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brainstorm
#6
Jan20-11, 09:38 PM
P: 1,117
Quote Quote by talk2glenn View Post
This is not quite right, but is a pretty pervasive myth.

What the Fed sets are target rates for things that are determined by the market, including the interest rate on Treasury's (which is a function of their price). It encourages the market to move towards target rates via a basket of powerful tools, but it cannot wave a magic wand and mandate that, say, Treasury bonds trade at a given interest rate.

You're right in principle, though: the Fed does try and maintain (among other things) a target interest rate by manipulating (buying and selling in) the debt market.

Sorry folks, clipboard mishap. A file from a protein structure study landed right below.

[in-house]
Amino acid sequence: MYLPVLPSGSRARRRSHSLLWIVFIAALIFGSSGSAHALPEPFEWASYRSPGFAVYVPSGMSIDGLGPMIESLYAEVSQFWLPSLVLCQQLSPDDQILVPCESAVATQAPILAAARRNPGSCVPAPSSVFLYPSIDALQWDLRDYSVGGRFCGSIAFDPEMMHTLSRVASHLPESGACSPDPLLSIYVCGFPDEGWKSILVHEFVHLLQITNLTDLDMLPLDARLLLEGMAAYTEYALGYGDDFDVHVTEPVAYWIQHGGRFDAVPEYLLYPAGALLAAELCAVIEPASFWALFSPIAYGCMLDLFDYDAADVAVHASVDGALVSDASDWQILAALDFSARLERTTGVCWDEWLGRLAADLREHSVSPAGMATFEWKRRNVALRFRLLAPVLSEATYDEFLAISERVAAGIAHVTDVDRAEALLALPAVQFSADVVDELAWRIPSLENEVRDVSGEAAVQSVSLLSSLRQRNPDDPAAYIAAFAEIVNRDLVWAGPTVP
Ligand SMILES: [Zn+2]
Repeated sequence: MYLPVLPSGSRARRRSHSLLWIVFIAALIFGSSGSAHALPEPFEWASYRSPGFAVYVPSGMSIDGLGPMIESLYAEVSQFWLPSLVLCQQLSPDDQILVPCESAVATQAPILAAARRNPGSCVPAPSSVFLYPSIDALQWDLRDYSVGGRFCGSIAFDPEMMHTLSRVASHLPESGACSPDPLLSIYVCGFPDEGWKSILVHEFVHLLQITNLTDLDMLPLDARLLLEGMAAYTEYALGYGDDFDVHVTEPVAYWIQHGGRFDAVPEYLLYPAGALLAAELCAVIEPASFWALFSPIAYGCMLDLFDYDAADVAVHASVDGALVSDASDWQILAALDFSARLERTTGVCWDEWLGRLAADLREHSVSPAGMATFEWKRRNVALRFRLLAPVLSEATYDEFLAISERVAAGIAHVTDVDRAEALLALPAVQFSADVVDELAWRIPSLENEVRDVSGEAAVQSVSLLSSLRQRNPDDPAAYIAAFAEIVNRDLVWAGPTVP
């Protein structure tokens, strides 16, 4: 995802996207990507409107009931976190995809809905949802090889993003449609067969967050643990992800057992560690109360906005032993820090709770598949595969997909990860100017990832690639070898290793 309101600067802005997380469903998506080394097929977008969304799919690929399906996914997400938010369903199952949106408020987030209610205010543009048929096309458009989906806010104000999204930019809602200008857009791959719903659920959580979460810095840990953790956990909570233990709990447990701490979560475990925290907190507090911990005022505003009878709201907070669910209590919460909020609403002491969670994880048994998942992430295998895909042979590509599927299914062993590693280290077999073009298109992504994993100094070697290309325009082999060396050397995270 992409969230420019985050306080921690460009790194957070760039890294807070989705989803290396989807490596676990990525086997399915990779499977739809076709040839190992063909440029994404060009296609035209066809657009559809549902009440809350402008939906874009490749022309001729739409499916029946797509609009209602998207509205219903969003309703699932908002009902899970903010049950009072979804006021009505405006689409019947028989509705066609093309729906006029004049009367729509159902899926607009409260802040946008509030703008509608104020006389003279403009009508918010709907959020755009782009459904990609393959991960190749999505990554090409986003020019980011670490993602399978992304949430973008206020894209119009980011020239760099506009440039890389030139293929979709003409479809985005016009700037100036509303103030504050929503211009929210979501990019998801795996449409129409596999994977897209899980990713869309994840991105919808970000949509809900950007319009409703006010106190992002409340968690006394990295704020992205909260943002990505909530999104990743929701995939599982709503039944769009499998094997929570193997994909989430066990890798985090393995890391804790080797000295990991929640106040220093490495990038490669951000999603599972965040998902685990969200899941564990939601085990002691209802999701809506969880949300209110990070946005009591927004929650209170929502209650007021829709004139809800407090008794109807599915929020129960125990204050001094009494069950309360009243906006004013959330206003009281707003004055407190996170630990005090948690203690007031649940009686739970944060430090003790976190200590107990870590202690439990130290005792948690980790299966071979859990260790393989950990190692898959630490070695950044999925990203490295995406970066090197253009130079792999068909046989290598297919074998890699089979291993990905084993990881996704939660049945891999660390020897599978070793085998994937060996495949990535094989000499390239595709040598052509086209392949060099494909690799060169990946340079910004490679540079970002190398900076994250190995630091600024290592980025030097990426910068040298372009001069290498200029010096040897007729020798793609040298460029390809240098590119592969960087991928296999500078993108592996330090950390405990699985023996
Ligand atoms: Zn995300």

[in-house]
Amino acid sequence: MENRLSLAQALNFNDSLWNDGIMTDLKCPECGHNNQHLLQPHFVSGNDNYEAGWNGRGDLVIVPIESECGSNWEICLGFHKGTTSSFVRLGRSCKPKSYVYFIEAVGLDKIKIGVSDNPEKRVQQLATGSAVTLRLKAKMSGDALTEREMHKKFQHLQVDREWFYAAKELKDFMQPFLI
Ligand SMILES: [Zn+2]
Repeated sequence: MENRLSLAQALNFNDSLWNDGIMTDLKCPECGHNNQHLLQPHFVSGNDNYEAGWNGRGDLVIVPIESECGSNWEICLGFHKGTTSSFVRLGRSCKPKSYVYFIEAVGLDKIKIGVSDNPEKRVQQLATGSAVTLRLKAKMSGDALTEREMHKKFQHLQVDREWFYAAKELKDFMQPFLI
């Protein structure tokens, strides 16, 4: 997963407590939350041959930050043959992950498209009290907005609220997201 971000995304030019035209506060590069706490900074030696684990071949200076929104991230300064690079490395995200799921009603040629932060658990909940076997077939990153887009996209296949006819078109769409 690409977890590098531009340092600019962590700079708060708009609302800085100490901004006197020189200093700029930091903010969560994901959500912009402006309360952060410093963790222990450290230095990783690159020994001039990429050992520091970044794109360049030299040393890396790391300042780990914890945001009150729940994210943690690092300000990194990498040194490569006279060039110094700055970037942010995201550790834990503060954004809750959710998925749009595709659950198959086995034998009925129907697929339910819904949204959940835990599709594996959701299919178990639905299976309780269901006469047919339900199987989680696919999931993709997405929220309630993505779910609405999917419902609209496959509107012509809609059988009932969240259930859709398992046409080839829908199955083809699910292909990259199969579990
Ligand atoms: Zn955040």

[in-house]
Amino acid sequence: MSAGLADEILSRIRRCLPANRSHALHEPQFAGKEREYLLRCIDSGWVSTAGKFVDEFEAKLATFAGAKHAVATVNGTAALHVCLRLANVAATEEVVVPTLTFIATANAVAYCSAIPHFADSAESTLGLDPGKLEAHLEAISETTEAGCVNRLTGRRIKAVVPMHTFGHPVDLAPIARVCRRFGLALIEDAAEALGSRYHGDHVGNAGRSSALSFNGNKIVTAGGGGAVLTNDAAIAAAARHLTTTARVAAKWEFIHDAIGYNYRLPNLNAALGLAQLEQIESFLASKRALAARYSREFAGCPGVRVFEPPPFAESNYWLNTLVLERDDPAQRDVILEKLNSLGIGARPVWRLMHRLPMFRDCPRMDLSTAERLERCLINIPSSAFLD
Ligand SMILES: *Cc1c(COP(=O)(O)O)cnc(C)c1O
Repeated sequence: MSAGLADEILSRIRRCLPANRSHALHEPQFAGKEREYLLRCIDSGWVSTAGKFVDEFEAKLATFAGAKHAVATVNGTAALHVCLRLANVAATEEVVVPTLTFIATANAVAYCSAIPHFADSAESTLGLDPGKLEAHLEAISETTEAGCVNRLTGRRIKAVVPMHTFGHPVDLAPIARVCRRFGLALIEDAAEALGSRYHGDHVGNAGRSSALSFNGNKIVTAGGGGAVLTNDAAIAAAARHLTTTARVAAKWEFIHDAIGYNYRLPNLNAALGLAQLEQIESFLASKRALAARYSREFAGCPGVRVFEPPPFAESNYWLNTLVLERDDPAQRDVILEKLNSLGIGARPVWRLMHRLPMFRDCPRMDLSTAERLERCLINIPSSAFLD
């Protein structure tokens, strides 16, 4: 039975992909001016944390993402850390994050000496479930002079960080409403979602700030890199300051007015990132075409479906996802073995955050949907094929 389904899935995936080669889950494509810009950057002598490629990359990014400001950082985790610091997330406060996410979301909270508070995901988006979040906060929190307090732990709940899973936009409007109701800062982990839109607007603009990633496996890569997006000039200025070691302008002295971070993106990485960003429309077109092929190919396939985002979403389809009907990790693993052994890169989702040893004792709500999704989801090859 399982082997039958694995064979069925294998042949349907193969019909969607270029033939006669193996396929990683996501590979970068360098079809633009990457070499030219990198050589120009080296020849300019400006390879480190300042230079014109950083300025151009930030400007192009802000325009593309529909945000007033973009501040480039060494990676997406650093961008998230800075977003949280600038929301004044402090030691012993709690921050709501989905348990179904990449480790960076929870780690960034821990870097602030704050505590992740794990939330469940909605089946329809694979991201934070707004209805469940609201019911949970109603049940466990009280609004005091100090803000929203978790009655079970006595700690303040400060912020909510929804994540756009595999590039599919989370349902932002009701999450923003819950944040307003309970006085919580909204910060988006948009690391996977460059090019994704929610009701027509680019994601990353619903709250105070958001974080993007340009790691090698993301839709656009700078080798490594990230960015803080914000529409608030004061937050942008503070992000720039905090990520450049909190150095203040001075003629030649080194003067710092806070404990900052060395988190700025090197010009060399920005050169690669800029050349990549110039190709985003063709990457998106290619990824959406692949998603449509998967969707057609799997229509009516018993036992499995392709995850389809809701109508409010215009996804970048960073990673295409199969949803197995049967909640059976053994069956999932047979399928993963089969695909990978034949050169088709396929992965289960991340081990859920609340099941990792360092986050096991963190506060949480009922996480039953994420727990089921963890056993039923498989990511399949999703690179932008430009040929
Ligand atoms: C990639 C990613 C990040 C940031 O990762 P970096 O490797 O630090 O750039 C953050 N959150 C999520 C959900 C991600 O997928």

Your language is slightly more accurate than mine. My understanding was that if the Fed changes its bond rates to a new rate, all existing bonds will get traded at that rate in anticipation that the price of bonds with different rates would be modified in price according to their term and the total interest projected. So there's no mandate, as I understand it, but it would simply be irrational to buy a 1% bond when 3% bonds are available or sell a 4% bond for less that the comparable earning on a 3% bond. Put more simply, you trade bonds based on the interest earned for the life of the bond, regardless of interest rate, and this makes all bonds comparable to bonds issues at the current interest rate adjusted for term earnings. I'm not sure I'm explaining this right and I may be confusing myself.